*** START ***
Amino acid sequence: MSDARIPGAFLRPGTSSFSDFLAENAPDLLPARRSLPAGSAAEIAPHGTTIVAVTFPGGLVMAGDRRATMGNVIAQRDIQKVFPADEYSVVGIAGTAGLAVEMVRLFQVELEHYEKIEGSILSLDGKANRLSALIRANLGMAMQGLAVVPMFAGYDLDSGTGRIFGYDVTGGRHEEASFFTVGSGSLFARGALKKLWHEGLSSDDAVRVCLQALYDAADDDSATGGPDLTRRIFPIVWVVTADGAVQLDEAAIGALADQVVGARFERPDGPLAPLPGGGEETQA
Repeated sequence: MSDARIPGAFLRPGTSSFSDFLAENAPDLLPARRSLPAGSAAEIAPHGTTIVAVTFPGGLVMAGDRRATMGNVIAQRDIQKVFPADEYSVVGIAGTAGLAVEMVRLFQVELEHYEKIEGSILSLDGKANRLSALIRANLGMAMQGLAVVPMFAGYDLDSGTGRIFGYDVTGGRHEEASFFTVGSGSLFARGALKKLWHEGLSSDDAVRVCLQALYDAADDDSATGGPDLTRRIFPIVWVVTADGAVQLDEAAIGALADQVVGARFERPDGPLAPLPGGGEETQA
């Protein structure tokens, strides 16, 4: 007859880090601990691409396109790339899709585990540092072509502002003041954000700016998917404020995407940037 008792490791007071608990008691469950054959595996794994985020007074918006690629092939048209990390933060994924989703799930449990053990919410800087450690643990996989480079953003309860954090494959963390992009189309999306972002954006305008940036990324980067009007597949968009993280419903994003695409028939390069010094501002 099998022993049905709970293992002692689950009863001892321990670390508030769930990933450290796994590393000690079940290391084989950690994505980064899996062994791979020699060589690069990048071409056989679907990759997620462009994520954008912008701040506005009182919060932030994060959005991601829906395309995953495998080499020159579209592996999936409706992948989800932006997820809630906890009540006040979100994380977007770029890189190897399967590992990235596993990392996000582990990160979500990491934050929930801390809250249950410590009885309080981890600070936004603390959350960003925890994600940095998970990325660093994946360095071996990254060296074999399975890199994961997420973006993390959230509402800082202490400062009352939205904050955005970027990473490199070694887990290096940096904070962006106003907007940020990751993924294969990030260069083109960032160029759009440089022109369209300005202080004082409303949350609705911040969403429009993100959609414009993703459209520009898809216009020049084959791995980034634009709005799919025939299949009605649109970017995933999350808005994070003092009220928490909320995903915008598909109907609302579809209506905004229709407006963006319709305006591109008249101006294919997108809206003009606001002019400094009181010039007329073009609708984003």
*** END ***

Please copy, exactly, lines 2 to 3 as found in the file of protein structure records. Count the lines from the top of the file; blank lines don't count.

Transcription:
Repeated sequence: MSDARIPGAFLRPGTSSFSDFLAENAPDLLPARRSLPAGSAAEIAPHGTTIVAVTFPGGLVMAGDRRATMGNVIAQRDIQKVFPADEYSVVGIAGTAGLAVEMVRLFQVELEHYEKIEGSILSLDGKANRLSALIRANLGMAMQGLAVVPMFAGYDLDSGTGRIFGYDVTGGRHEEASFFTVGSGSLFARGALKKLWHEGLSSDDAVRVCLQALYDAADDDSATGGPDLTRRIFPIVWVVTADGAVQLDEAAIGALADQVVGARFERPDGPLAPLPGGGEETQA
């Protein structure tokens, strides 16, 4: 007859880090601990691409396109790339899709585990540092072509502002003041954000700016998917404020995407940037 008792490791007071608990008691469950054959595996794994985020007074918006690629092939048209990390933060994924989703799930449990053990919410800087450690643990996989480079953003309860954090494959963390992009189309999306972002954006305008940036990324980067009007597949968009993280419903994003695409028939390069010094501002 099998022993049905709970293992002692689950009863001892321990670390508030769930990933450290796994590393000690079940290391084989950690994505980064899996062994791979020699060589690069990048071409056989679907990759997620462009994520954008912008701040506005009182919060932030994060959005991601829906395309995953495998080499020159579209592996999936409706992948989800932006997820809630906890009540006040979100994380977007770029890189190897399967590992990235596993990392996000582990990160979500990491934050929930801390809250249950410590009885309080981890600070936004603390959350960003925890994600940095998970990325660093994946360095071996990254060296074999399975890199994961997420973006993390959230509402800082202490400062009352939205904050955005970027990473490199070694887990290096940096904070962006106003907007940020990751993924294969990030260069083109960032160029759009440089022109369209300005202080004082409303949350609705911040969403429009993100959609414009993703459209520009898809216009020049084959791995980034634009709005799919025939299949009605649109970017995933999350808005994070003092009220928490909320995903915008598909109907609302579809209506905004229709407006963006319709305006591109008249101006294919997108809206003009606001002019400094009181010039007329073009609708984003």